Are we as a community eating better? Are more of us working towards healthier lives? Is there a growing movement away from fast food and towards food that is cooked using simple, nutritious ingredients. What does the research show?
The CSIRO (Commonwealth Scientific and Industrial Research Organisation) tells us that Australians eat far too much junk food.
When a lot of people eat a lot of junk food, eating a lot of junk food becomes the norm and not eating a lot of it the exception. A critical mass of people making bad food choices influence others to make those choices too. When you are surrounded by individuals, communities and organisations that keep offering unhealthy food options, and junk food becomes far more accessible than healthy food then it gets harder and harder for individuals to hold on to their vision of a healthy diet. What does healthy food look like? Is it a sugar filled muesli bar? Is it a meal at Subway? Is it a nori roll snack or sushi?
When you are surrounded by people who eat healthy food; food made with the use of whole primary ingredients: brown rice, lentils, chick peas, fresh meats, vegetables and fruits, barley, beans, etc it is harder and harder to eat junk food. In a community of independent thinkers and educators eating well, using whole primary ingredients to create delicious meals becomes easier and easier. A critical mass of health food eaters leads to more health food eaters, as each healthy meal interaction inspires another healthy meal creation.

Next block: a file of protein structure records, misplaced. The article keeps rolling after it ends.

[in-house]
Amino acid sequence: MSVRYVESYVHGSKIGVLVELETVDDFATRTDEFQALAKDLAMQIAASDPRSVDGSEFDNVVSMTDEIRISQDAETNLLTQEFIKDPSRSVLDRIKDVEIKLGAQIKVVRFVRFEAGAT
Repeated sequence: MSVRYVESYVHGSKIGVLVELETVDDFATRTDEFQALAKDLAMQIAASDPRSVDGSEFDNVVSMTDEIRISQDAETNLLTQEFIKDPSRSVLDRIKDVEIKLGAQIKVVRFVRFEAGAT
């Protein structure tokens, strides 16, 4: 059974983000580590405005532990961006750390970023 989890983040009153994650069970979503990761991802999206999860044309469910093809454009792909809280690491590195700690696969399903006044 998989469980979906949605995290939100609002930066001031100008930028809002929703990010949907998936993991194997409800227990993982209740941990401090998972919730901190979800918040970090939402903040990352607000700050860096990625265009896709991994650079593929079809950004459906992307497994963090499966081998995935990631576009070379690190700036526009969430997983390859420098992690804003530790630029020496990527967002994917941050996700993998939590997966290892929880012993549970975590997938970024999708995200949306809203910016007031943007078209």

Schools are a revelation. Very few schools provide truly good health lunch options and most workplaces have no kitchens or proper dining areas. Our culture denigrates the importance of the lunch hour, the dinner hour. Eating is squeezed in between really important meetings and other really important commitments.
Michale Pollan, in his documentary series Cooked, chronicles the demise of home cooked meals. Processed, instant foods developed for the military needed a new target audience once the war was over. Advertising campaigns were quick to take advantage of the woman’s liberation movements. Instead of encouraging men to share the work involved in preparing healthy meals, the advertising world went all out to denigrate the work involved in cooking. The answer to eating healthy meals was not in sharing the responsibility of its preparation with family members, the answer was in a tin can.
This post is dedicated to Matt and Lentil, from Grown and Gathered, who inspired me to take my family to the pink lakes near Dimboola, to harvest salt.
Their book ‘ Grown and Gathered’ presents a strong case for the immense beauty that is found in a healthy food culture. When as a community we allowed the fast food industry to tell us that cooking at home was a meaningless task and a waste of time, we gave them permission to strip our culture bare.
What after all is culture, if not the food that we eat and the way we prepare it? The songs we sing as we come together, the rituals we create in its preparation, the activities we engage in and the relationships we build as we search for simple ingredients and forage for wild foods? When we go to Japan or Italy or Spain is food not one of the most important cultural experiences we look for? Do we go to Spain to eat MacDonald’s in Spain? Is Spanish food culture defined by the Fast Food Industry? Is Italian food culture defined by the fast food industry?
The very worst thing about fast food is not its lack of nutrition, nor its high levels of sugar, salt and fat, but its power to strip us naked of the rituals and skills, the knowledge and resourcefulness that are essential ingredients in the preparation of truly healthy food.